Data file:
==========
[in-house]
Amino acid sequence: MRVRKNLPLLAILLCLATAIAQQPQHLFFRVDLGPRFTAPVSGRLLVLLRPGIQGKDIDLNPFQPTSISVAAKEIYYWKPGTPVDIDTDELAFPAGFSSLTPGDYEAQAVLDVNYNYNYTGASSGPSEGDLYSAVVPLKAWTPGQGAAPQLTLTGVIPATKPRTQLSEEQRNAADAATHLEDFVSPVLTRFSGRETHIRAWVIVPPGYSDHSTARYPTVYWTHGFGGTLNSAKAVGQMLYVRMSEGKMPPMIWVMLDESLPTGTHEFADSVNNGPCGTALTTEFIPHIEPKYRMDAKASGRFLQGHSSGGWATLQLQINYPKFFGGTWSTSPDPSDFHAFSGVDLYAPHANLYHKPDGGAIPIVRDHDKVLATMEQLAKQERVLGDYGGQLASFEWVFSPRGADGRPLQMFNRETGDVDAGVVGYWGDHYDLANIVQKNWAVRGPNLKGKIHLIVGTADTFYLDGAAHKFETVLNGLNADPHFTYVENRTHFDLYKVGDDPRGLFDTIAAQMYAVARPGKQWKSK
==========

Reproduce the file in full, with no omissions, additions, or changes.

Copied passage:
[in-house]
Amino acid sequence: MRVRKNLPLLAILLCLATAIAQQPQHLFFRVDLGPRFTAPVSGRLLVLLRPGIQGKDIDLNPFQPTSISVAAKEIYYWKPGTPVDIDTDELAFPAGFSSLTPGDYEAQAVLDVNYNYNYTGASSGPSEGDLYSAVVPLKAWTPGQGAAPQLTLTGVIPATKPRTQLSEEQRNAADAATHLEDFVSPVLTRFSGRETHIRAWVIVPPGYSDHSTARYPTVYWTHGFGGTLNSAKAVGQMLYVRMSEGKMPPMIWVMLDESLPTGTHEFADSVNNGPCGTALTTEFIPHIEPKYRMDAKASGRFLQGHSSGGWATLQLQINYPKFFGGTWSTSPDPSDFHAFSGVDLYAPHANLYHKPDGGAIPIVRDHDKVLATMEQLAKQERVLGDYGGQLASFEWVFSPRGADGRPLQMFNRETGDVDAGVVGYWGDHYDLANIVQKNWAVRGPNLKGKIHLIVGTADTFYLDGAAHKFETVLNGLNADPHFTYVENRTHFDLYKVGDDPRGLFDTIAAQMYAVARPGKQWKSK